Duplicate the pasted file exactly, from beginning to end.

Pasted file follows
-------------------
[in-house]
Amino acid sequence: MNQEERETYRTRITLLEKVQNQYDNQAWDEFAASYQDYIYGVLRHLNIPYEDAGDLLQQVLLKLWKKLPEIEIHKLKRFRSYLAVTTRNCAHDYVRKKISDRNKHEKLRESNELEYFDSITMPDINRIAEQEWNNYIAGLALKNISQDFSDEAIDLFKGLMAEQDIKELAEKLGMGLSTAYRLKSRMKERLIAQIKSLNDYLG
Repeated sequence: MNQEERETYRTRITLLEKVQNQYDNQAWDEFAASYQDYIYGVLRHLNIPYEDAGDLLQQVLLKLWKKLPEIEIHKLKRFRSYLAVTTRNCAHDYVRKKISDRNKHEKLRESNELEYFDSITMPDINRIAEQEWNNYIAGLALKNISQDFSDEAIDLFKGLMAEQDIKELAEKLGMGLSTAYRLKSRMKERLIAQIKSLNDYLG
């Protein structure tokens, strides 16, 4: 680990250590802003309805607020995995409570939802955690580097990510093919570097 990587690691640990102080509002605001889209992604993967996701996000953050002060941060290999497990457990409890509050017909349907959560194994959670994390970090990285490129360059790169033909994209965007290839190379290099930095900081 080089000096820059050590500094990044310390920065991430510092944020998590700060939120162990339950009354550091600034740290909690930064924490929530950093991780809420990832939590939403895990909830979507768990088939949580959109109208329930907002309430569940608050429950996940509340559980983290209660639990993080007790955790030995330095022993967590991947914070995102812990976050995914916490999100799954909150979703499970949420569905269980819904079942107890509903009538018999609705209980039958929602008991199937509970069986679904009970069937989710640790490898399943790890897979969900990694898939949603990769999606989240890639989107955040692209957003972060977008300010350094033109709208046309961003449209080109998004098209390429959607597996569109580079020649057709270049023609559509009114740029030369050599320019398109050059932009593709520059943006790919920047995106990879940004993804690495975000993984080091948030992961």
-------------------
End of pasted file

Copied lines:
[in-house]
Amino acid sequence: MNQEERETYRTRITLLEKVQNQYDNQAWDEFAASYQDYIYGVLRHLNIPYEDAGDLLQQVLLKLWKKLPEIEIHKLKRFRSYLAVTTRNCAHDYVRKKISDRNKHEKLRESNELEYFDSITMPDINRIAEQEWNNYIAGLALKNISQDFSDEAIDLFKGLMAEQDIKELAEKLGMGLSTAYRLKSRMKERLIAQIKSLNDYLG
Repeated sequence: MNQEERETYRTRITLLEKVQNQYDNQAWDEFAASYQDYIYGVLRHLNIPYEDAGDLLQQVLLKLWKKLPEIEIHKLKRFRSYLAVTTRNCAHDYVRKKISDRNKHEKLRESNELEYFDSITMPDINRIAEQEWNNYIAGLALKNISQDFSDEAIDLFKGLMAEQDIKELAEKLGMGLSTAYRLKSRMKERLIAQIKSLNDYLG
């Protein structure tokens, strides 16, 4: 680990250590802003309805607020995995409570939802955690580097990510093919570097 990587690691640990102080509002605001889209992604993967996701996000953050002060941060290999497990457990409890509050017909349907959560194994959670994390970090990285490129360059790169033909994209965007290839190379290099930095900081 080089000096820059050590500094990044310390920065991430510092944020998590700060939120162990339950009354550091600034740290909690930064924490929530950093991780809420990832939590939403895990909830979507768990088939949580959109109208329930907002309430569940608050429950996940509340559980983290209660639990993080007790955790030995330095022993967590991947914070995102812990976050995914916490999100799954909150979703499970949420569905269980819904079942107890509903009538018999609705209980039958929602008991199937509970069986679904009970069937989710640790490898399943790890897979969900990694898939949603990769999606989240890639989107955040692209957003972060977008300010350094033109709208046309961003449209080109998004098209390429959607597996569109580079020649057709270049023609559509009114740029030369050599320019398109050059932009593709520059943006790919920047995106990879940004993804690495975000993984080091948030992961």